• Text size Normal size text | Increase text size by 10% | Increase text size by 20% | Increase text size by 30%

A million refugee children mark shameful milestone in Syria crisis

Press Releases, 23 August 2013

UNHCR/UNICEF Joint Press Release

With Syria's war well into its third year, the number of Syrian children forced to flee their homeland as refugees will reach one million today.

"This one millionth child refugee is not just another number," said UNICEF Executive Director Anthony Lake. "This is a real child ripped from home, maybe even from a family, facing horrors we can only begin to comprehend."

"We must all share the shame," said Lake, "because while we work to alleviate the suffering of those affected by this crisis, the global community has failed in its responsibility to this child. We should stop and ask ourselves how, in all conscience, we can continue to fail the children of Syria."

"What is at stake is nothing less than the survival and wellbeing of a generation of innocents," said UNHCR High Commissioner António Guterres. "The youth of Syria are losing their homes, their family members and their futures. Even after they have crossed a border to safety, they are traumatized, depressed and in need of a reason for hope."

Children make up half of all refugees from the Syria conflict, according to the two agencies. Most have arrived in Lebanon, Jordan, Turkey, Iraq and Egypt. Increasingly, Syrians are fleeing to North Africa and Europe.

Latest figures show that some 740,000 Syrian child refugees are under the age of 11.

Inside Syria, according to the Office of the High Commissioner for Human Rights, some 7,000 children have been killed during the conflict. UNHCR and UNICEF estimate that more than 2 million children have been internally displaced within Syria.

The physical upheaval, fear, stress and trauma experienced by so many children account for just part of the human crisis. Both agencies also highlight the threats to refugee children from child labour, early marriage and the potential for sexual exploitation and trafficking. More than 3,500 children in Jordan, Lebanon and Iraq have crossed Syria's borders either unaccompanied or separated from their families.

The largest humanitarian operation in history has seen UNHCR and UNICEF mobilizing support to millions of affected families and children.

For example, more than 1.3 million children in refugee and host communities in neighbouring countries have been vaccinated against measles this year with the support of UNICEF and its partners. Nearly 167,000 refugee children have received psychosocial assistance; more than 118,000 children have been able to maintain their education inside and out of formal schools.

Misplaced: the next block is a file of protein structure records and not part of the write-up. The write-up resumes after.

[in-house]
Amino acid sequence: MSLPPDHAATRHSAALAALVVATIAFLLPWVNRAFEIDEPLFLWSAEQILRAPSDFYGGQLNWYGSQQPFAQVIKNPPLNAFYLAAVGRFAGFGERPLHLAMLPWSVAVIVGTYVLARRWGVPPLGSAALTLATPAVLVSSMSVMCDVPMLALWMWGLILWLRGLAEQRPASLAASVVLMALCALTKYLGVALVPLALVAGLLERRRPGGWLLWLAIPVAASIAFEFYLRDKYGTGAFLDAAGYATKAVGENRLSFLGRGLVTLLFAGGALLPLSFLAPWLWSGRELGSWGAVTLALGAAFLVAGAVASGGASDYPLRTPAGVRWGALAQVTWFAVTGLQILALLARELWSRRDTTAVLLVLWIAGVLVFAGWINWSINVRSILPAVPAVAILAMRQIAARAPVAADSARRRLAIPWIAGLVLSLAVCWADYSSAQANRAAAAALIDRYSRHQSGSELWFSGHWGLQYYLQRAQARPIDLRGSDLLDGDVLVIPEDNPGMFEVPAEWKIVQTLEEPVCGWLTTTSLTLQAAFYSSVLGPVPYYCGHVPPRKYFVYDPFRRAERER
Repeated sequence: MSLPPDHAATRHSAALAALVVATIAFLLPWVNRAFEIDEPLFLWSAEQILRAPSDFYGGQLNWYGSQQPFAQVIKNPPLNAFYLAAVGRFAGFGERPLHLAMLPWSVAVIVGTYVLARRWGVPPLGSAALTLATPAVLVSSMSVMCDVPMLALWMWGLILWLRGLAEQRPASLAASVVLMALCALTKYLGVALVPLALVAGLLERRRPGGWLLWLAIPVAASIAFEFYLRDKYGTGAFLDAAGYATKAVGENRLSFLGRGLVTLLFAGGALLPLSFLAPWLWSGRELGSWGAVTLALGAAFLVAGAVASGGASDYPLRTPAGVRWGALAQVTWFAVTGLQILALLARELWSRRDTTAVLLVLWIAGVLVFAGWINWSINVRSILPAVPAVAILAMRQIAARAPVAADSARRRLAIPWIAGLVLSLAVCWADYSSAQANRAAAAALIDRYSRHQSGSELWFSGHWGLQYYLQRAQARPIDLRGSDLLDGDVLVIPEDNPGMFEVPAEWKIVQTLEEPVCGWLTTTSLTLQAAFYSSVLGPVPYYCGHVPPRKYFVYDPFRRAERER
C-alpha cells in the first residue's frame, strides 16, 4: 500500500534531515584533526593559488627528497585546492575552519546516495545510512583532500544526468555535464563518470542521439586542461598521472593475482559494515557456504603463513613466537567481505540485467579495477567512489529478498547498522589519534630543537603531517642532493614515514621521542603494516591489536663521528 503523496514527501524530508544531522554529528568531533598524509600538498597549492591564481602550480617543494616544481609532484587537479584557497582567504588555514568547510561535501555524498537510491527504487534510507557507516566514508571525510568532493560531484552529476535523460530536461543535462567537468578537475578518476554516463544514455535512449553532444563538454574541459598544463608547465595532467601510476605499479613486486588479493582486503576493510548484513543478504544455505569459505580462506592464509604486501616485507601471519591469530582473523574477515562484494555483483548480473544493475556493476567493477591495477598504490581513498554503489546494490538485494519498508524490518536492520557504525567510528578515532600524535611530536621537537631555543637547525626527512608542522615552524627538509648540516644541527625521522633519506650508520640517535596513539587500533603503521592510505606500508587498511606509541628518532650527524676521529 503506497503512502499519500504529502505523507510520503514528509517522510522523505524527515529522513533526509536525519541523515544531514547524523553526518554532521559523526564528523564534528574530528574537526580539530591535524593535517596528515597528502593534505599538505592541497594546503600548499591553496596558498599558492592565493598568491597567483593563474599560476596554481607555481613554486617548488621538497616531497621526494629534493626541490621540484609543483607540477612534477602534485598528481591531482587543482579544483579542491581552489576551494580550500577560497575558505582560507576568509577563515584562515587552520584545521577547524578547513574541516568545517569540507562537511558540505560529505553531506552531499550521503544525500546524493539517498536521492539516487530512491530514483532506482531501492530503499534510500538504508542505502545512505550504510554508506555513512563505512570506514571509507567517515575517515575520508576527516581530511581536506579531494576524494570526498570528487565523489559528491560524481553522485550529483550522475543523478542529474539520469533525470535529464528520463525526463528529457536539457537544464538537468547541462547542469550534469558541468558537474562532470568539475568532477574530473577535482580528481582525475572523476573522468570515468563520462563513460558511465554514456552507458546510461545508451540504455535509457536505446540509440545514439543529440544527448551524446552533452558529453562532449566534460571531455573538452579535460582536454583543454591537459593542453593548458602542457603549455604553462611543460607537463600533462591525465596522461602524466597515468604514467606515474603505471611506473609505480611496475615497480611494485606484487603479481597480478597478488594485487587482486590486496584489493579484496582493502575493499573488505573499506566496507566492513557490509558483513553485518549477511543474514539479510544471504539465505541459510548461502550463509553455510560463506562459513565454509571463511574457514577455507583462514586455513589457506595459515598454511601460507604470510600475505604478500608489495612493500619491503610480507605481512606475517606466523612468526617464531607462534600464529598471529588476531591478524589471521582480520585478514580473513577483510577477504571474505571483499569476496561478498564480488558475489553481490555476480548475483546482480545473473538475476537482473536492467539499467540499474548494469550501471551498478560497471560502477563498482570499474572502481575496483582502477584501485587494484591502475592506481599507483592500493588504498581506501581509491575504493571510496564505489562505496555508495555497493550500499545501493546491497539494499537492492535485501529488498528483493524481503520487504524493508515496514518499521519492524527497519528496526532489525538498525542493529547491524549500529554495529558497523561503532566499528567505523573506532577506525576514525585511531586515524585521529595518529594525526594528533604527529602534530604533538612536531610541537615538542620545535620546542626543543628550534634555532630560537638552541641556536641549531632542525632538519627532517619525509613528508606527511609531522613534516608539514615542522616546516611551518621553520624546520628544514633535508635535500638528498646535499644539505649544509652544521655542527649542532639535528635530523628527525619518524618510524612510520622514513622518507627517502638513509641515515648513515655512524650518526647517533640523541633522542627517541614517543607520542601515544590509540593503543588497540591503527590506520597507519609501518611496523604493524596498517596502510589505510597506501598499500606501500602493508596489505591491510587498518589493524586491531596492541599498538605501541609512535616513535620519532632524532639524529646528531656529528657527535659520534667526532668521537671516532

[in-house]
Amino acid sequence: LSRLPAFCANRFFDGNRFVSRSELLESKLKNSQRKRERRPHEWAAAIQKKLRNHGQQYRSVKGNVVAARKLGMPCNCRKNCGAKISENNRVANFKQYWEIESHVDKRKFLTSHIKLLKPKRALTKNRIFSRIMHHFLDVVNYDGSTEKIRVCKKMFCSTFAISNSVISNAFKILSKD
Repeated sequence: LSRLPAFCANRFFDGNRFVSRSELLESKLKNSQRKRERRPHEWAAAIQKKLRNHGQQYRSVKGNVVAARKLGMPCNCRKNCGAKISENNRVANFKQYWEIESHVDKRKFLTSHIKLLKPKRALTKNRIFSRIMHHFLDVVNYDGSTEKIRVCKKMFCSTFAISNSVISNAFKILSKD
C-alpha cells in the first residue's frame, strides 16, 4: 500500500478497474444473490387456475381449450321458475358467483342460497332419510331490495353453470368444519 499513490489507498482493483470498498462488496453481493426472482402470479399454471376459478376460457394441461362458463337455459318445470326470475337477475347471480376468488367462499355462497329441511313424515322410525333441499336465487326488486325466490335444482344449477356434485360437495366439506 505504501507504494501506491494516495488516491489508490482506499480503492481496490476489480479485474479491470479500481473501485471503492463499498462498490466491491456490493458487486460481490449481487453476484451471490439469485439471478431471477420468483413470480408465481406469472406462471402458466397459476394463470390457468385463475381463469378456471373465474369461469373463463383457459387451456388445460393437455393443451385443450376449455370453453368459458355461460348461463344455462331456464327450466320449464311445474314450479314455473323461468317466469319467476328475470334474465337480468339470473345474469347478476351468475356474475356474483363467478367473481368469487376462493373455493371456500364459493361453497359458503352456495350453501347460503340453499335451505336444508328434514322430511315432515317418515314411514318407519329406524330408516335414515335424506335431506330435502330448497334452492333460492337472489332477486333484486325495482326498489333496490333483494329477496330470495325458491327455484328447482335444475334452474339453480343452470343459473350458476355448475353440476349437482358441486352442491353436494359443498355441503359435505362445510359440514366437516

UNHCR has registered all 1 million children, giving them an identity. The agency helps babies born in exile get birth certificates, preventing them from becoming stateless. UNHCR also ensures that all refugee families and children live in some form of safe shelter.

But more remains to be done say the two agencies. The Syria Regional Refugee Response plan, which calls for US$3 billion dollars to address the acute needs of refugees until December of this year is currently only 38 per cent funded.

More than US$5 billion has been called for to address the Syria crisis, with critical needs in education, health care and other services for children and child members of host communities. More resources need to be devoted to developing strong networks to identify refugee children at risk and to provide them, and their host communities, with support.

But more funds are only part of the response needed to address children's needs.

While intensified efforts are needed to find a political solution to the crisis in Syria, parties to the conflict must stop targeting civilians and cease recruitment of children. Children and their families must be safe to leave Syria and borders must remain open so they can cross to safety.

Those who fail to meet these obligations under international humanitarian law should be held fully accountable for their actions, say the two agencies.


Accompanying embargoed video, photos, and infographics materials are available for download at http://unhcr.org/1m/.


About UNICEF:

UNICEF works in more than 190 countries and territories to help children survive and thrive, from early childhood through adolescence. The world's largest provider of vaccines for developing countries, UNICEF supports child health and nutrition, good water and sanitation, quality basic education for all boys and girls, and the protection of children from violence, exploitation, and AIDS. UNICEF is funded entirely by the voluntary contributions of individuals, businesses, foundations and governments. For more information about UNICEF and its work visit http://www.unicef.org.

Follow us on Twitter and Facebook


About UNHCR:

http://www.unhcr.org @refugees @refugeesmedia